Many times shells and bombs landed dangerously close to our hospital, but, fortunately, there were no direct hits. We had no lights or heat in our living areas, and some nights could be pretty cold. Our water tank was kept full of drinkable water. We bathed in a helmet full of cold water. Our toilets were slit-trenches, or a hole in the ground. Most of the time we had a seat, and we were afforded privacy by a tarp around all 4 sides, but no roof. Our constant attire was Army fatigues and men’s high-top shoes, and we usually had to wear our heavy jackets to keep warm on duty. General duty was 12-hour shifts, 8 to 8, either day or night. There were times when there was a lull in the fighting. When there were no battles there were no casualties, so we spent days sometimes doing nothing, just sitting in a field at bivouac. But we did keep moving, field to field, to keep up with our troops.
Still, even with all the work, we had time to play. The officers from nearby were happy to visit with us or take us to a party at their headquarters (nurses being the only available women). As soon as they captured a town, the fighting units took domain over any brewery, distillery, or wine cellar they could find, so there was no shortage of refreshments. The nurses had nothing else to do with their spare time, and we really enjoyed the company also.
During this time of the German occupation of France, a growing underground Army called “Free French” kept forming. In essence, they are spies, getting information back to England by radio. Of course, many had been apprehended, tortured and killed. As the Allies liberated towns and areas, the Free French would come out of hiding to join our forces. By the time we reached Paris, 30,000 French troops had been added to our numbers. Paris was liberated on Aug. 25 without a fight. The 1st Army held back and allowed the Free French under command of Gen. Le Clerc to march in and accept the surrender from German Gen. Von Chalitz. Von ChaLitz had orders from Hitler to burn Paris to the ground, but he just did not have heart to do it. Gen. Charles de Gaulle, who had been commander of all French Armies when Hitler invaded, escaped to Great Britain and had lived in exile since 1940. At 5:00 p.m. on August 25, Gen. de Gaulle arrived in Paris amid wild enthusiasm from the crowds, and was declared “Leader of Free France.” Six days later we were camped near Paris, so several of us got a pass to visit the great city. We toured lots of great cathedrals and museums, and the Eiffel Tower. What a Thrill! Me, this little farm girl, was actually in Paris.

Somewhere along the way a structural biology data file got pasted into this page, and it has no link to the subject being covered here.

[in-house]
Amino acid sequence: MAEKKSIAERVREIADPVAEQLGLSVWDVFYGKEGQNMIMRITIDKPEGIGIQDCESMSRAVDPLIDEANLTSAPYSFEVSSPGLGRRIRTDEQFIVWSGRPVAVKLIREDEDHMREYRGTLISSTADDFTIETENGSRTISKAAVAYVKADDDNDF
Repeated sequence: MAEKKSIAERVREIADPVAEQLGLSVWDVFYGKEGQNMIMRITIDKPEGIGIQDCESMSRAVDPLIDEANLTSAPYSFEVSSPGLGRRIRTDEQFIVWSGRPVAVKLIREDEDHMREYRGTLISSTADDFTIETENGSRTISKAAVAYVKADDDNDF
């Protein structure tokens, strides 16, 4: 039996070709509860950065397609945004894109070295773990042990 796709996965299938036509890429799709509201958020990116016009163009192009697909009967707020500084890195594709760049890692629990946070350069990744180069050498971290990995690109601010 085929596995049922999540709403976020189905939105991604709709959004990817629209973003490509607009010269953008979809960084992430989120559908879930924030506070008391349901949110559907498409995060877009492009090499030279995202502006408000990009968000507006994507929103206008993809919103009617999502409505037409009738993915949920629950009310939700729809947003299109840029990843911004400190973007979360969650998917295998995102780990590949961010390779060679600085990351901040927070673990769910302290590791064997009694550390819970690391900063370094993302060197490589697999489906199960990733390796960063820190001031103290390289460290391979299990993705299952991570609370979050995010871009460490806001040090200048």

On September 1, the 51st Field made a giant leap forward of more than 100 miles to St. Erme, a small town just past Reims. We were so far ahead of everyone that we had to take all casualties. The retreating German Army just left their wounded and their dead, so it was up to us to pick them up. Our tents were full to overflowing. It’s a good thing that the weather was nice, because we had rows & rows of wounded on stretchers, lined up just on the ground outside the tents. Doctors made the rounds, gave first aid and separated out the seriously wounded. The surgeons worked 24 hours a day, barely taking time out to rest. We gathered together all the ambulances, trucks and other vehicles available to evacuate all minor wounds to the nearest hospital more than 100 miles away. This went on for more than a week. Other field hospitals in other sectors were faced with the same dilemma. Finally, a larger Station Hospital moved in to relieve us. We stayed one more night to help them and then we moved on into Belgium, becoming the first hospital to cross the Seine, the Marne, and the Aisne Rivers, and the first to enter Belgium.